Canada’s story has always been one of resilience, collaboration and ingenuity and in no time has that been truer than over the course of this year.
COVID-19 was a systemic shock—not just for Canada but for nearly every nation on earth. It revealed a soft underbelly to what we previously considered to be steadfast, resilient supply chains. But when the virus reached our shores, personal protective equipment (PPE) shortages arose in hospitals across the country. And at one point, ventilator shortages even led to multiple patients being connected to a single machine.
But our response was equally as swift. Within mere weeks, not months or years, we reengineered infrastructures, adopted new technologies and changed our collective mindset to support new ways of living and producing. We now have an opportunity not simply to build back, but to build better—with the realization that our country needs to bring manufacturing closer to our shores to help bridge supply chain gaps, drive economic growth and contend with an increasingly uncertain future.
Digital manufacturing, driven by advances in 3D printing technology, will help us do just that. Canada is ready to do more than participate in the digital manufacturing revolution. We are ready to lead it.
How 3D Printing Proved Critics Wrong at a Critical Moment
Once considered novel, a technology reserved for specific industries, 3D printing emerged as a solution to procuring fast, reliable PPE, especially when closed borders and lockdowns disrupted global supply chains. In fact, HP’s recent Digital Manufacturing Trends Report reveals 97% of Canadian business leaders believe that digital manufacturing technologies can lead to economic growth and nearly three out of four will invest in these technologies over the course of the next 12 months.
Canada must seize this watershed moment. During this crisis, digital manufacturing has proven its viability at scale. For HP’s part, our global network worked with partners in several countries to ramp up production of critical PPE, including various designs of face masks, face shields, swabs, field respirators, hands-free door openers and more. Working with our digital manufacturing partners in Canada, we built two industrial-strength domestic supply chains that can produce millions of critical PPE and upwards of 200,000 swabs per day to support Canada’s much-needed testing requirements.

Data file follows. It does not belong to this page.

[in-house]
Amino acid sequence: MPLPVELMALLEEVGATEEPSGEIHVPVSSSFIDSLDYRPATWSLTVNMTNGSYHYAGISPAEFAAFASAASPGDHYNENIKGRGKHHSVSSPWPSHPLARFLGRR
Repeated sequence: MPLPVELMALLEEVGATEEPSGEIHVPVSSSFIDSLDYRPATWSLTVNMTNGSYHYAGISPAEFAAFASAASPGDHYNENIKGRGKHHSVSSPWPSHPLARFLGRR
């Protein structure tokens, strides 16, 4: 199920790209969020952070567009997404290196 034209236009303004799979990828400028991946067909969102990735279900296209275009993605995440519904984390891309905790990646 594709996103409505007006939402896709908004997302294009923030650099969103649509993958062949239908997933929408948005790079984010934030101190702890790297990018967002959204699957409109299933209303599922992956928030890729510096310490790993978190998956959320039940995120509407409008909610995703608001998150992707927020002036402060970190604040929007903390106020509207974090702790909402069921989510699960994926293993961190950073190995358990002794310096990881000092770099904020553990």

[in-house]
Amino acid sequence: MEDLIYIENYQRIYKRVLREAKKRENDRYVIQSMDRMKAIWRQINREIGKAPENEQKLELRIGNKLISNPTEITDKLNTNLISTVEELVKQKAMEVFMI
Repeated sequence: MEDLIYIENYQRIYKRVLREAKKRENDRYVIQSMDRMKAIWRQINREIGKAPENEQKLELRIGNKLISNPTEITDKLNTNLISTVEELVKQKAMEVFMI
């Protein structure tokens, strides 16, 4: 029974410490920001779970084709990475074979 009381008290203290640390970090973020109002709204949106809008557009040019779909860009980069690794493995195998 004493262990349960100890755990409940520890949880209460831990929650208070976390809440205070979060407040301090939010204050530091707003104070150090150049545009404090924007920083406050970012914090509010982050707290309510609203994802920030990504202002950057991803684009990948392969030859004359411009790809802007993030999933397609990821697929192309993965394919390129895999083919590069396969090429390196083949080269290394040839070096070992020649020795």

This is a testament to the power of collaboration. As Canada battles the second wave, the need to embrace creative solutions to solve surge testing requirements, create a 21st century workforce and protect Canadians as our economy reopens safely has never been more apparent. Indeed, Health Canada and the Public Health Agency of Canada are already on the cusp of making these solutions a very tangible reality. With stable, made-in-Canada supply chains at the ready, we must also look at how digital manufacturing can help our recovery post-pandemic.
Manufacturing a More Competitive and Sustainable Country
A more competitive—and sustainable—Canada is within reach if we can embrace innovations like 3D printing to build on-demand supply chains across our nation. We must harness next-generation solutions to create jobs and reskill our workforce in a sustainable way. These efforts will enable Canada to continue demonstrating our leadership, ingenuity, and resiliency on the global stage.
Digital manufacturing allows us to reimagine our domestic supply chain and double down on a “Made in Canada” strategy. It will empower businesses to conduct rapid prototyping – test, finalize designs and iterate faster. 3D printing also levels the playing field, allowing smaller businesses to remain competitive with greater speed, more flexibility and enhanced ability to collaborate. In an entrepreneurial country like ours filled with small businesses, this is a huge opportunity.
Additionally, 90% of Canadians believe that it is important that governments create a sustainable ecosystem by encouraging investment in and development of socially and environmentally beneficial digital manufacturing technologies. 3D printing allows us to get to the point where we are manufacturing only what we need, when we need it, avoiding large warehouses and inventory that goes to waste. In some cases, 3D printing can also extend the useful lifespan of products, since organizations can print new parts that may not be otherwise available or economically viable within the traditional supply chain. In order to realize this future of a stronger and more resilient Canada, we must start with partnership between private and public sectors.
Canada is already a manufacturing powerhouse. Now, we have an opportunity to be a leader in more innovative, sustainable and agile manufacturing solutions. Embracing 3D printing will allow us to seize that opportunity. It will allow us to turn this moment into momentum.
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